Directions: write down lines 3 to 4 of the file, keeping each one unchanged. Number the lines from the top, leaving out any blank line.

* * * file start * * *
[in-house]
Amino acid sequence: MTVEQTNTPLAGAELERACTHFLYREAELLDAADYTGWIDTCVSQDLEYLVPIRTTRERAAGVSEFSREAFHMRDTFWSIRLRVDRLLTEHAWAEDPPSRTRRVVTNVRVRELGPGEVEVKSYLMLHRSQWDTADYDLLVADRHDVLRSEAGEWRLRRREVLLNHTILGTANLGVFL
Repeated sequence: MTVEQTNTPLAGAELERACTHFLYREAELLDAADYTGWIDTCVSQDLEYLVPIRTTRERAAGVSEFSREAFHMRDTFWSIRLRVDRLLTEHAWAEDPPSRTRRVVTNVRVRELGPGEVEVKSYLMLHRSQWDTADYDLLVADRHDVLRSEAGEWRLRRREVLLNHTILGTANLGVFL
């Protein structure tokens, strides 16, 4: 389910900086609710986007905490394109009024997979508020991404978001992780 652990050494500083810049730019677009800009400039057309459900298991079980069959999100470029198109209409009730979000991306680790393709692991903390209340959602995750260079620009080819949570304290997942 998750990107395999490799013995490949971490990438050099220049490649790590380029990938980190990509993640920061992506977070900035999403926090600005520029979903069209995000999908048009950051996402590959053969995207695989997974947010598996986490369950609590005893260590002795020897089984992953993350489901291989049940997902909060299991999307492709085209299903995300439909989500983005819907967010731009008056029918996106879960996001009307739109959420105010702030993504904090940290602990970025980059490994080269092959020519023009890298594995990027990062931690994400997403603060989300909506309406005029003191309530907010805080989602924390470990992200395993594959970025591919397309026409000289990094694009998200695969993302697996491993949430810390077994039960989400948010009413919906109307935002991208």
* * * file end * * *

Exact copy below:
Repeated sequence: MTVEQTNTPLAGAELERACTHFLYREAELLDAADYTGWIDTCVSQDLEYLVPIRTTRERAAGVSEFSREAFHMRDTFWSIRLRVDRLLTEHAWAEDPPSRTRRVVTNVRVRELGPGEVEVKSYLMLHRSQWDTADYDLLVADRHDVLRSEAGEWRLRRREVLLNHTILGTANLGVFL
């Protein structure tokens, strides 16, 4: 389910900086609710986007905490394109009024997979508020991404978001992780 652990050494500083810049730019677009800009400039057309459900298991079980069959999100470029198109209409009730979000991306680790393709692991903390209340959602995750260079620009080819949570304290997942 998750990107395999490799013995490949971490990438050099220049490649790590380029990938980190990509993640920061992506977070900035999403926090600005520029979903069209995000999908048009950051996402590959053969995207695989997974947010598996986490369950609590005893260590002795020897089984992953993350489901291989049940997902909060299991999307492709085209299903995300439909989500983005819907967010731009008056029918996106879960996001009307739109959420105010702030993504904090940290602990970025980059490994080269092959020519023009890298594995990027990062931690994400997403603060989300909506309406005029003191309530907010805080989602924390470990992200395993594959970025591919397309026409000289990094694009998200695969993302697996491993949430810390077994039960989400948010009413919906109307935002991208």